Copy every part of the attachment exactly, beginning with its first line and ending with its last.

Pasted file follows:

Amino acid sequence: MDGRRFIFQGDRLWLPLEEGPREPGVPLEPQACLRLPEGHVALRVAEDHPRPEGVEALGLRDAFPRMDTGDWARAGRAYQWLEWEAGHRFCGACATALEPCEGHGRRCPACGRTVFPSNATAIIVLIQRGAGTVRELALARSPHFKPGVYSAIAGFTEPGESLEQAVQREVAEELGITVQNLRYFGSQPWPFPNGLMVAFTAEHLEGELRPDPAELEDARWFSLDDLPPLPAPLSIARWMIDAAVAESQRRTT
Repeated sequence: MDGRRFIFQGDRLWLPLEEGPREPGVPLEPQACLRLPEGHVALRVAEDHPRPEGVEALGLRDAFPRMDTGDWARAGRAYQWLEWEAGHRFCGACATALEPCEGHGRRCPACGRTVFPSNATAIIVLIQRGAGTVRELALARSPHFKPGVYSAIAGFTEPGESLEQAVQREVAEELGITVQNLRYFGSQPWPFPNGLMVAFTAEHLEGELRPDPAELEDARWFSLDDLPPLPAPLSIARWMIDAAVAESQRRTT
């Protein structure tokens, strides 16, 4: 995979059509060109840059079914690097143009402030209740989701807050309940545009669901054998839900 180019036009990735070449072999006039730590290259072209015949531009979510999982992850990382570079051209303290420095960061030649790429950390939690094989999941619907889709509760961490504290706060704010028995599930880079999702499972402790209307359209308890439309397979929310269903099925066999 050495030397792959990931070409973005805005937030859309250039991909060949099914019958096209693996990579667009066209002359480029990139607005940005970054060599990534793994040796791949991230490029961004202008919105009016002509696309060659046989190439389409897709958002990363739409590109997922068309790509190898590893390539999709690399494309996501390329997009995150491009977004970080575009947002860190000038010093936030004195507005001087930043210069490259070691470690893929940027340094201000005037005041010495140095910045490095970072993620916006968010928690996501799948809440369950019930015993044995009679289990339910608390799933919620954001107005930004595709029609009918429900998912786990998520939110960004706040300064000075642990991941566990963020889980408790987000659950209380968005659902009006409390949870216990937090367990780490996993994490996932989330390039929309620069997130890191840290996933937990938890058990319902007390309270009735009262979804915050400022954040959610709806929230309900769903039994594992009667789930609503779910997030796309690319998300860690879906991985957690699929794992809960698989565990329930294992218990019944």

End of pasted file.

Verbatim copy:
Amino acid sequence: MDGRRFIFQGDRLWLPLEEGPREPGVPLEPQACLRLPEGHVALRVAEDHPRPEGVEALGLRDAFPRMDTGDWARAGRAYQWLEWEAGHRFCGACATALEPCEGHGRRCPACGRTVFPSNATAIIVLIQRGAGTVRELALARSPHFKPGVYSAIAGFTEPGESLEQAVQREVAEELGITVQNLRYFGSQPWPFPNGLMVAFTAEHLEGELRPDPAELEDARWFSLDDLPPLPAPLSIARWMIDAAVAESQRRTT
Repeated sequence: MDGRRFIFQGDRLWLPLEEGPREPGVPLEPQACLRLPEGHVALRVAEDHPRPEGVEALGLRDAFPRMDTGDWARAGRAYQWLEWEAGHRFCGACATALEPCEGHGRRCPACGRTVFPSNATAIIVLIQRGAGTVRELALARSPHFKPGVYSAIAGFTEPGESLEQAVQREVAEELGITVQNLRYFGSQPWPFPNGLMVAFTAEHLEGELRPDPAELEDARWFSLDDLPPLPAPLSIARWMIDAAVAESQRRTT
């Protein structure tokens, strides 16, 4: 995979059509060109840059079914690097143009402030209740989701807050309940545009669901054998839900 180019036009990735070449072999006039730590290259072209015949531009979510999982992850990382570079051209303290420095960061030649790429950390939690094989999941619907889709509760961490504290706060704010028995599930880079999702499972402790209307359209308890439309397979929310269903099925066999 050495030397792959990931070409973005805005937030859309250039991909060949099914019958096209693996990579667009066209002359480029990139607005940005970054060599990534793994040796791949991230490029961004202008919105009016002509696309060659046989190439389409897709958002990363739409590109997922068309790509190898590893390539999709690399494309996501390329997009995150491009977004970080575009947002860190000038010093936030004195507005001087930043210069490259070691470690893929940027340094201000005037005041010495140095910045490095970072993620916006968010928690996501799948809440369950019930015993044995009679289990339910608390799933919620954001107005930004595709029609009918429900998912786990998520939110960004706040300064000075642990991941566990963020889980408790987000659950209380968005659902009006409390949870216990937090367990780490996993994490996932989330390039929309620069997130890191840290996933937990938890058990319902007390309270009735009262979804915050400022954040959610709806929230309900769903039994594992009667789930609503779910997030796309690319998300860690879906991985957690699929794992809960698989565990329930294992218990019944």